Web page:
But there are also some Danes who dislike the monarchy and the roughly 100 million kroner they cost Danish taxpayers each year. These people call the royal family Denmark’s biggest welfare recipients.

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Podcasts, Stories about life in Denmark

Arriving in Denmark: Some tips from my experience

August in Denmark brings the first signs of fall: a crisp chill in the air, the changing color of the leaves, the annual posters warning drivers to be aware of small children riding their bikes to school for the first time.

And foreign university students in the local 7-11, asking that their buns be warmed up.

I saw a newly-arrived young American student in my local 7-11 this morning, asking that her newly-purchased bun be warmed. The 7-11 clerk told her sorry, but there were no bun-warming services available at that branch.

She wasn’t too pleased, but it’s always a mistake to expect U.S., U.K., or Asian-level concepts of customer service in Denmark: in this egalitarian country, nobody serves anybody, and if they do they are frequently grumpy about it. You and the store clerk are equals, and nobody’s going to warm anybody’s buns unless it was agreed to in the original deal.

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Podcasts, Stories about life in Denmark

Danish babies: Rolling royalty and tribal names

 

Denmark is a small country, and Danish people tend to think small things are good. Small cars. Small homes. Small ambitions when it comes to international team sports. But one thing in Denmark is never small – a baby carriage.

Danes seem to believe that a carriage (or pram) for a new baby should be roughly the size of a hotel room on wheels.

Inside, baby will be wrapped up warm with a fat feather blanket – even in the summer. There will also be room for pillows, books, toys, snacks, diapers and extra clothes in the giant baby carriage.

Danish babies are like rolling royalty. Everything they need is at their tiny fingertips.

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Podcasts

Are you a good foreigner or a bad foreigner? How the Danes categorize newcomers to Denmark

 

Have you ever seen the movie The Wizard of Oz? It’s a classic. When Dorothy arrives in the land of Oz, the first thing she’s asked is – are you a good witch, or a bad witch?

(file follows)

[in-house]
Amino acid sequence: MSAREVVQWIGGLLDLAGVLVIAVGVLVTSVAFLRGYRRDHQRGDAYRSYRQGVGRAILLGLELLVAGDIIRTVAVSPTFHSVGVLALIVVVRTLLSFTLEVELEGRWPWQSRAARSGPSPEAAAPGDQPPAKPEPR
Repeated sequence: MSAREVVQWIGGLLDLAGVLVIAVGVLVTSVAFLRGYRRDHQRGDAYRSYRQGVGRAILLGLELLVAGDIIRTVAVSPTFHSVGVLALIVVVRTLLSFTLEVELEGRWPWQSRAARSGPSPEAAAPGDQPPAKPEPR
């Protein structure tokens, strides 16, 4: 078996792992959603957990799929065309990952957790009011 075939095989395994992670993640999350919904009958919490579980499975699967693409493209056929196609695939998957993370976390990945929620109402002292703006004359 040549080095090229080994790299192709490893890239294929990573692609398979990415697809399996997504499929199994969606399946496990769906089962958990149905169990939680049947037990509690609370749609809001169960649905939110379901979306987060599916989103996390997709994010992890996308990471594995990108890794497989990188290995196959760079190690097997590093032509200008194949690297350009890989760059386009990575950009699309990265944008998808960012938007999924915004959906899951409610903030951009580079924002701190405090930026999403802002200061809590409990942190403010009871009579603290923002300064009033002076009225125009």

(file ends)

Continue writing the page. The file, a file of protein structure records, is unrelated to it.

I was having lunch with a friend this week. Over club sandwiches she said, its a shame there’s only one word for foreigner in Danish, when actually there are two types of foreigner here.

I got her point, even though I think there’s only one word for ‘foreigner’ in most languages. What she was really saying is, there’s no single way in Danish to say, Are you a good foreigner, or a bad foreigner?

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Podcasts, Stories about life in Denmark

Don’t mention the flag: What I learned when I studied for the Danish citizenship exam

There was no How to Live in Denmark podcast last week, and I apologize for that. I have been busy studying for my Danish citizenship exam. As some of you may know, Denmark is allowing double citizenship as of next year.

That means you’re are allowed to keep your passport from your home country – in my case, USA – while also becoming a Danish citizen. Personally, I’m a little concerned that this may be overturned if a right wing government takes power next year. Danske Folkeparti, which is now the biggest party in Denmark, is passionately opposed to double citizenship.

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Podcasts, Stories about life in Denmark

Gossip and Scandal in Denmark


In general, Danes are not gossips, particularly about the sex lives of people they know.

It’s partly the Danish fetish for privacy, partly the basic acceptance of all things sexual, partly the lack of naughty excitement about all things sexual.

Danish politicians, for example, don’t have sex scandals. French politicians have sex scandals. American politicians have sex scandals. Danish politicians have tax scandals.

They could be bedding down every night with a chimpanzee and the Danish media wouldn’t touch it.